Study: 75% of California Exchange Plans Have Narrow Networks
Details of Study
For the study, released by the Robert Wood Johnson Foundation, University of Pennsylvania researchers analyzed more than 1,000 silver plans sold last year via the Affordable Care Act's exchanges.
The study deemed 41% of networks nationwide to be narrow -- defined as covering 25% or fewer physicians in a given area (Terhune, Los Angeles Times, 8/25).
The states with the highest percentage of small provider networks were:
- Georgia, with 83% of exchange health plans;
- Florida, with 79%; and
- Oklahoma, with 78%.
States with generally large networks were Delaware, Kansas and North Dakota.
In California, researchers examined 16 networks offered by 11 insurers selling plans through the state's exchange.
The study found that about 75% of the networks were considered narrow. Specifically:
- 38% were considered "x-small," meaning they included 10% or less of providers in the rating area;
- 38% were considered "small," meaning they included 10% to 25% or less of providers in the rating area;
- 19% were considered "medium," meaning they included 25% to 40% of providers in the rating area; and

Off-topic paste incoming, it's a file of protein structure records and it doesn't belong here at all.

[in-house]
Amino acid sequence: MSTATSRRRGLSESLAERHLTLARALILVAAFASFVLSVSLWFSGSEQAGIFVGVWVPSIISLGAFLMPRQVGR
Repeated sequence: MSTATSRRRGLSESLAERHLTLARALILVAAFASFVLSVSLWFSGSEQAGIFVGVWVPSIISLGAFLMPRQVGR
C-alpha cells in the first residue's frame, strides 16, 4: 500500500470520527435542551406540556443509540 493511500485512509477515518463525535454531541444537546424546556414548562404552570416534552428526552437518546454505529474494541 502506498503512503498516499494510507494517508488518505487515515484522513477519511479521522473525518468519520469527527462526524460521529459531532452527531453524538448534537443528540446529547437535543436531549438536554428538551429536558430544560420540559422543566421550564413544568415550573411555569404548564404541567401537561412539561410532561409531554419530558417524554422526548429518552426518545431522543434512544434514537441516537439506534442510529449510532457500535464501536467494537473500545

- 6% were considered "large," meaning they included 40% to 60% of providers in the rating area.
No provider networks offered through the California exchange were considered by researchers to be "x-large," meaning they included 60% or more of providers in the rating area.
The size of provider networks differed by health plan type. For example, 91% of HMO networks in California were narrow, compared with 33% of PPO networks (Polsky/Weiner, RWJF study, August 2015).
Dan Polsky -- lead researcher and executive director of the Leonard Davis Institute of Health Economics at the University of Pennsylvania -- said that consumers do not have a clear method for determining whether a network is narrow before enrolling in a plan. Polsky recommended a labeling system for health plans similar to that for T-shirt sizes, from "x-small" to "x-large."
He said, "We need a good way to communicate this information to consumers so they can make an informed decision at the point of purchase for a health plan," adding, "Narrow networks in my opinion aren't necessarily bad things, but they are being poorly implemented."
The researchers also said better exchange network data are needed so that:
- Consumers can determine whether lower-priced, narrow network policies are a good deal for them; and
- Regulators can ensure sufficient access to providers.
Kathy Hempstead, director of health coverage issues at RWJF, said, "Network composition is a major way in which insurance companies can attempt to control costs in the marketplace, and for consumers there is often a tradeoff between access and price" (Los Angeles Times, 8/25).This is part of the California Healthline Daily Edition, a summary of health policy coverage from major news organizations. Sign up for an email subscription.